In addition, in order to attain population stability in the U.S., we must address our high rates of immigration. While we’re proud of our heritage as a nation built of immigrants, we can no longer sustain immigration at a rate that contributes substantially to population growth.

    The biggest obstacle we face in changing attitudes toward overpopulation is economists. Since the field of economics was branded “the dismal science” after Malthus’ theory, economists have been adamant that they would never again consider the subject of overpopulation and continue to insist that man is ingenious enough to overcome any obstacle to further growth. Even worse, economists insist that population growth is vital to economic growth. This is why world leaders continue to ignore population growth in the face of mounting challenges like peak oil, global warming and a whole host of other environmental and resource issues.

    But because they are blind to population growth, there’s one obstacle they haven’t considered: the finiteness of space available on earth. The very act of using space more efficiently creates a problem for which there is no solution: it inevitably begins to drive down per capita consumption and, consequently, per capita employment, leading to rising unemployment and poverty.

    If you‘re interested in learning more about this important new economic theory, then I invite you to visit either of my web sites at or where you can read the preface, join in the blog discussion and, of course, buy the book if you like.

    Pete Murphy
    Author, “Five Short Blasts”

    • Cyberquill

      Thanks, Pete. I’ll check out your blog and your book.

      I agree with you that reasonable people don’t have more children than they can afford to support, so tax incentives may work. The question is, however, what percentage of the population falls into that category. One could also say that reasonable people don’t eat more than their bodies need, yet look at our waistlines; or that reasonable people don’t spend more money than they have, yet look at our collective credit card debt. Not sure how much stock I would put into people’s overall capacity to act reasonably.

      As to your assertion that most people ultimately choose to limit the size of their families at some point for purely economic reasons, that strikes me as yet another first-world phenomenon. In an ironic quirk of nature, people seem to have the most kids in countries where they couldn’t even afford one, let alone feed a whole gaggle.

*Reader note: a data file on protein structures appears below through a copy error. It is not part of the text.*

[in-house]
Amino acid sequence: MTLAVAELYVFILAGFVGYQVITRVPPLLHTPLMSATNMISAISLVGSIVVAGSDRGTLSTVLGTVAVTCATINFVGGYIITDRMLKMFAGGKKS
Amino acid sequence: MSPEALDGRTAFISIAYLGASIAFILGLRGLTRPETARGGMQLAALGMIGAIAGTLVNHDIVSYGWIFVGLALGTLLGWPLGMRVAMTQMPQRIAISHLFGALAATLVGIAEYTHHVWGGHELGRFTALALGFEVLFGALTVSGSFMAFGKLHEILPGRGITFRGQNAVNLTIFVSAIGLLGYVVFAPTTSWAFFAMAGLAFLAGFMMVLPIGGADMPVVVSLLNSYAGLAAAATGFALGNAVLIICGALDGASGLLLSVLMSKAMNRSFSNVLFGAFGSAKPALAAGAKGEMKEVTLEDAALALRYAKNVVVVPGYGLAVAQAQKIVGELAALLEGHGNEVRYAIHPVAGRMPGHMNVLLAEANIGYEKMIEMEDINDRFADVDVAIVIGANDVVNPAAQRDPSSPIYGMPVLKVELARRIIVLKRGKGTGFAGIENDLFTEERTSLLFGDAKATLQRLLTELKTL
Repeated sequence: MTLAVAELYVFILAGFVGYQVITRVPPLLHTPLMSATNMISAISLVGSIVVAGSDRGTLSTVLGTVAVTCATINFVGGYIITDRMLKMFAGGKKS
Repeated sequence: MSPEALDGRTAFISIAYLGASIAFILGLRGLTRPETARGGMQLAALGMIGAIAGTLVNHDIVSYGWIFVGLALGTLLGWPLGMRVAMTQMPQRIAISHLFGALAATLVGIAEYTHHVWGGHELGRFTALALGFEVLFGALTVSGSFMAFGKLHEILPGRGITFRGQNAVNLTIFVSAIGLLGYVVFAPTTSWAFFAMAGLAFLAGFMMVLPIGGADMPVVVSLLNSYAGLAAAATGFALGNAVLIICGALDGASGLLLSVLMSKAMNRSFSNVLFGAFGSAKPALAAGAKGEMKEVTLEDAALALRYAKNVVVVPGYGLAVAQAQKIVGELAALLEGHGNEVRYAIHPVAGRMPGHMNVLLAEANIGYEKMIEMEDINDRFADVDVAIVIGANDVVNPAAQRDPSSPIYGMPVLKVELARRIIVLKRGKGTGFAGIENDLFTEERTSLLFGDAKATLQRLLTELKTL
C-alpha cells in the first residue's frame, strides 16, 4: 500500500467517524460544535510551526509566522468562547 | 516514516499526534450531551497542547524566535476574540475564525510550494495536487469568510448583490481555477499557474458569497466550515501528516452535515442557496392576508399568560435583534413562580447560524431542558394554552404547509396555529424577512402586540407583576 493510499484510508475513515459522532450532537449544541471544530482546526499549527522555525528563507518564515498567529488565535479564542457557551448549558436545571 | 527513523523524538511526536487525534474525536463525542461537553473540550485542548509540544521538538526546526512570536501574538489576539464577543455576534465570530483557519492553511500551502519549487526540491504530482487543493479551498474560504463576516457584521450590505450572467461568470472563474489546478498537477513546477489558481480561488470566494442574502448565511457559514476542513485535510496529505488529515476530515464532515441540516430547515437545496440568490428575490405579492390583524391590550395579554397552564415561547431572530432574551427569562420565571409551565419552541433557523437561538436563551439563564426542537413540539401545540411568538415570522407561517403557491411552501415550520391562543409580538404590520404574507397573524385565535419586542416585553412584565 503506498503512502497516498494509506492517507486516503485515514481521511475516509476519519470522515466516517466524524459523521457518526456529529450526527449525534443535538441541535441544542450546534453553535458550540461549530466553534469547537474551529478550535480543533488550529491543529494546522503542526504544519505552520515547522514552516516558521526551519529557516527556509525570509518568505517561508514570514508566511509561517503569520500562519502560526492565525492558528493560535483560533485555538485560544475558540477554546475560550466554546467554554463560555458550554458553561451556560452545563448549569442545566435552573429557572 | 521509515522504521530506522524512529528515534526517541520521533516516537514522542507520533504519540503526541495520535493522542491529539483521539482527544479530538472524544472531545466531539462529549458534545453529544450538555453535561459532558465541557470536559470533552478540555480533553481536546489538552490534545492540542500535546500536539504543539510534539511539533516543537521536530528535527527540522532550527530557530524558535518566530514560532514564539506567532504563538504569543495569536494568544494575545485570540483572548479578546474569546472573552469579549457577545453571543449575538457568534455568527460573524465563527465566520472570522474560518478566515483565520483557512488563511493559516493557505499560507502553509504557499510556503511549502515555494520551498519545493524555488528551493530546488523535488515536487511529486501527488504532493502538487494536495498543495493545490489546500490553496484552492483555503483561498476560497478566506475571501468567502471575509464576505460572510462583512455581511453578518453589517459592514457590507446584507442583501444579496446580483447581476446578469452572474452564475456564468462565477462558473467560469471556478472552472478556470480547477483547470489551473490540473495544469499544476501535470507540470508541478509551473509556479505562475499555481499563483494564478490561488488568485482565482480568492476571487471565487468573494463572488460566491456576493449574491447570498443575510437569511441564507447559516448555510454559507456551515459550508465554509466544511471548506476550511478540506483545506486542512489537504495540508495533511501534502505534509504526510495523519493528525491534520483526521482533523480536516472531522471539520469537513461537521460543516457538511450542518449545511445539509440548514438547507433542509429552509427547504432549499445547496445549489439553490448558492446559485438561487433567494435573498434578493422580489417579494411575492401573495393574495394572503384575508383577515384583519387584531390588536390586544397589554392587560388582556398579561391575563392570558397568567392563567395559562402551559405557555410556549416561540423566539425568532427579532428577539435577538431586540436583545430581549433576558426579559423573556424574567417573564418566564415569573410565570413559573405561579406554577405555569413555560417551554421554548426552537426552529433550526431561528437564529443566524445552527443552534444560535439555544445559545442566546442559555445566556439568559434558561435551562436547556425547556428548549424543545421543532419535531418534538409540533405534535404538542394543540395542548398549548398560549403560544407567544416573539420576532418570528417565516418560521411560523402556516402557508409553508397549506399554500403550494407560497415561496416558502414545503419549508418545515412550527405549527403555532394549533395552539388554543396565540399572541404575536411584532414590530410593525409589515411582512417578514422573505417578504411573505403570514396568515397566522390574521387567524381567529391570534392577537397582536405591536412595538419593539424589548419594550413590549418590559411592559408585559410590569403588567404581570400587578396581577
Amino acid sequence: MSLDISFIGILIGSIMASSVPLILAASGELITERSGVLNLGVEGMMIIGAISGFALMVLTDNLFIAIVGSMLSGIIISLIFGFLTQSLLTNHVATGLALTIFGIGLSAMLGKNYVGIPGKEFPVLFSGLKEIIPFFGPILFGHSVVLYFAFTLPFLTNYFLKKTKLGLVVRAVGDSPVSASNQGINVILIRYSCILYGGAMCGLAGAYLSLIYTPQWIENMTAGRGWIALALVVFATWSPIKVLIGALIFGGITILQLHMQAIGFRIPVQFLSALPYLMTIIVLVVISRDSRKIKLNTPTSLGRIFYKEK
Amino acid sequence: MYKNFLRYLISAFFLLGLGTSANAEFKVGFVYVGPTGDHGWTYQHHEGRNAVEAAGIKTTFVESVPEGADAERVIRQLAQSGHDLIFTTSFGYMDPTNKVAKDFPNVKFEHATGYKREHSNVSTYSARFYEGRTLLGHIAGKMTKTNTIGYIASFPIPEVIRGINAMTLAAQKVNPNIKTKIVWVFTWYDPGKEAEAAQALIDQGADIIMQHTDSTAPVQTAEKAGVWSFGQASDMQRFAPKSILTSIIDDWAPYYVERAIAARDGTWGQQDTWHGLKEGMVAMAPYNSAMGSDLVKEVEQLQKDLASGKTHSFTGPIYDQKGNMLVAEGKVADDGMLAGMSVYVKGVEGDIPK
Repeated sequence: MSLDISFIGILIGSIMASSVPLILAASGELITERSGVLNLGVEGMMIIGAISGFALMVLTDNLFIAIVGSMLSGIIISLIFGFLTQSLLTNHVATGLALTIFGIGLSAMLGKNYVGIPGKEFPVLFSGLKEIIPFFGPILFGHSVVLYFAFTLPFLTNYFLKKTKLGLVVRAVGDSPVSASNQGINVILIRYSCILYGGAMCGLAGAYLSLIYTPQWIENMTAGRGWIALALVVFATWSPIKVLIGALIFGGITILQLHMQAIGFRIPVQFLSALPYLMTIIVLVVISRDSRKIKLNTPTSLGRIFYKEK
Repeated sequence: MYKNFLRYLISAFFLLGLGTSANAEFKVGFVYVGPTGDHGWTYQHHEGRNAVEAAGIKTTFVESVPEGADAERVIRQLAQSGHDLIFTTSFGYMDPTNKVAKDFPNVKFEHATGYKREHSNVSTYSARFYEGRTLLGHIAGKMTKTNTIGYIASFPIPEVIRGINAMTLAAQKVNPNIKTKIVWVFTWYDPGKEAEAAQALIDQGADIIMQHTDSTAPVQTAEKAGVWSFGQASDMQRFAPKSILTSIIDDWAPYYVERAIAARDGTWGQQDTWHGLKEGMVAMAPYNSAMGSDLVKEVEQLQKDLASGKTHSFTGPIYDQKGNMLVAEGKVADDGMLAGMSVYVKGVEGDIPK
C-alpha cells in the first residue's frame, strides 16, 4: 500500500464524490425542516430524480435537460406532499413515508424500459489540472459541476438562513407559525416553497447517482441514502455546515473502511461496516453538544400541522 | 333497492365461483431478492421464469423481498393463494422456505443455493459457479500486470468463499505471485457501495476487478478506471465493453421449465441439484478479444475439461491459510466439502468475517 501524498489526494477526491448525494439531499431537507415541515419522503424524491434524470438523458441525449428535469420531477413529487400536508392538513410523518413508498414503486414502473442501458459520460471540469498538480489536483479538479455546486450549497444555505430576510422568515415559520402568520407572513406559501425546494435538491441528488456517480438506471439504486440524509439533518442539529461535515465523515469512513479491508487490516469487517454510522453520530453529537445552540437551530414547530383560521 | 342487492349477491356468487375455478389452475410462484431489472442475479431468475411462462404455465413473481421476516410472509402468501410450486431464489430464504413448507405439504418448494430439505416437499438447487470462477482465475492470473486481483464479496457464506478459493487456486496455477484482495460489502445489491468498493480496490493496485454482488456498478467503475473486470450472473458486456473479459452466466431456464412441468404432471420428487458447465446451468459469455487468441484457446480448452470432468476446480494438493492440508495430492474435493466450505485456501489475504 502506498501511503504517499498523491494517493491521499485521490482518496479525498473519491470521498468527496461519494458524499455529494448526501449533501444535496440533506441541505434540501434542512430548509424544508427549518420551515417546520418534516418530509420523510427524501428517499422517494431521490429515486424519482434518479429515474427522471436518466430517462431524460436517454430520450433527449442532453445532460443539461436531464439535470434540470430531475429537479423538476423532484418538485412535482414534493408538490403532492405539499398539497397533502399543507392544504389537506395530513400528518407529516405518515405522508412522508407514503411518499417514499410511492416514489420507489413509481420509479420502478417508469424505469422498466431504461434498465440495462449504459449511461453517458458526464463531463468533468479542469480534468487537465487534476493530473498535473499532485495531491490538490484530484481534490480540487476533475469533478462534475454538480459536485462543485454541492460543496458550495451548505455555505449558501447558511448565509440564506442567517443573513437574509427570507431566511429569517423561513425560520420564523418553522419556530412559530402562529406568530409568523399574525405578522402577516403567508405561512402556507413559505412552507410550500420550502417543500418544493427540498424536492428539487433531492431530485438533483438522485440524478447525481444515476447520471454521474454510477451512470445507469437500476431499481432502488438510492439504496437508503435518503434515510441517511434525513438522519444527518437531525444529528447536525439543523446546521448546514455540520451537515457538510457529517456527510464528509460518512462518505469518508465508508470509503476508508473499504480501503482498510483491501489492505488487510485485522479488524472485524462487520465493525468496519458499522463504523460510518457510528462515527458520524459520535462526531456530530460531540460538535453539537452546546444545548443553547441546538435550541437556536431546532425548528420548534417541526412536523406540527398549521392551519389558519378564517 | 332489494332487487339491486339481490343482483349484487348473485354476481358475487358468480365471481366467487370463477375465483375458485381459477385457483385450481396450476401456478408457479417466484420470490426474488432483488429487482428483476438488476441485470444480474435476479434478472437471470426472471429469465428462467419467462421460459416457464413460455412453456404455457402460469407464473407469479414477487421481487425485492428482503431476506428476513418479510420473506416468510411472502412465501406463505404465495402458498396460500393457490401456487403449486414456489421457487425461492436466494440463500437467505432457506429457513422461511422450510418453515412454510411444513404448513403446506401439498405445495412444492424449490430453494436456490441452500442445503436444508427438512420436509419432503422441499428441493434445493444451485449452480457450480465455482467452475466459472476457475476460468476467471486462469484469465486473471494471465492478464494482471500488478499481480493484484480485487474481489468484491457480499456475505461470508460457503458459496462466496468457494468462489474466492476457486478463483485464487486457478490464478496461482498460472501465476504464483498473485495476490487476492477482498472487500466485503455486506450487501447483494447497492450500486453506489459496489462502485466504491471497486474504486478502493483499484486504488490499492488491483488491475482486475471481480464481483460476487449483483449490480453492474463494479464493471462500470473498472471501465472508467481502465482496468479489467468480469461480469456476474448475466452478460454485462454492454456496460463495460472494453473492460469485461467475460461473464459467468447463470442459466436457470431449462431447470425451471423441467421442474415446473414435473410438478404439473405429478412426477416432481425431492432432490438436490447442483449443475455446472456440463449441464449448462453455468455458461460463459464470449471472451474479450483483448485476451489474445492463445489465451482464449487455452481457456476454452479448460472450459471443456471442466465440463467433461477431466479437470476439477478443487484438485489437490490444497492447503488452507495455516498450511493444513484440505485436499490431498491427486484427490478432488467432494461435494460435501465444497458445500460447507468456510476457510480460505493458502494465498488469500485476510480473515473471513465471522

Regarding immigration, I agree that it is a bit puzzling to hear many tout virtually unfettered immigration on the grounds of this country being a proud nation of immigrants, utterly ignoring the fact that, at its founding, U.S. population stood at less than five million, so it has essentially sixty-upled since then. No more frontiers to move into. (Of course, being a naturalized subject myself, the logical response would be to suggest I return whence I came if I’m concerned about overcrowding in the New World.)

      You’re certainly correct in that the planet ain’t getting bigger. Perhaps we could genetically engineer smaller humans who will need less food and take up less space.

      • Jim Hagen

        You are right–Copenhagen couldn’t possibly come up with a solution to global warming because no one has the guts to tell the truth–that overpopulation is the root cause. Andreas and Pete are both correct that family size should be a rational decision based on economics. But too often, well meaning social policies actually reward those least able to care for children. Teen mothers in most US states get what appears to them to be a windfall for having another child.

        • Cyberquill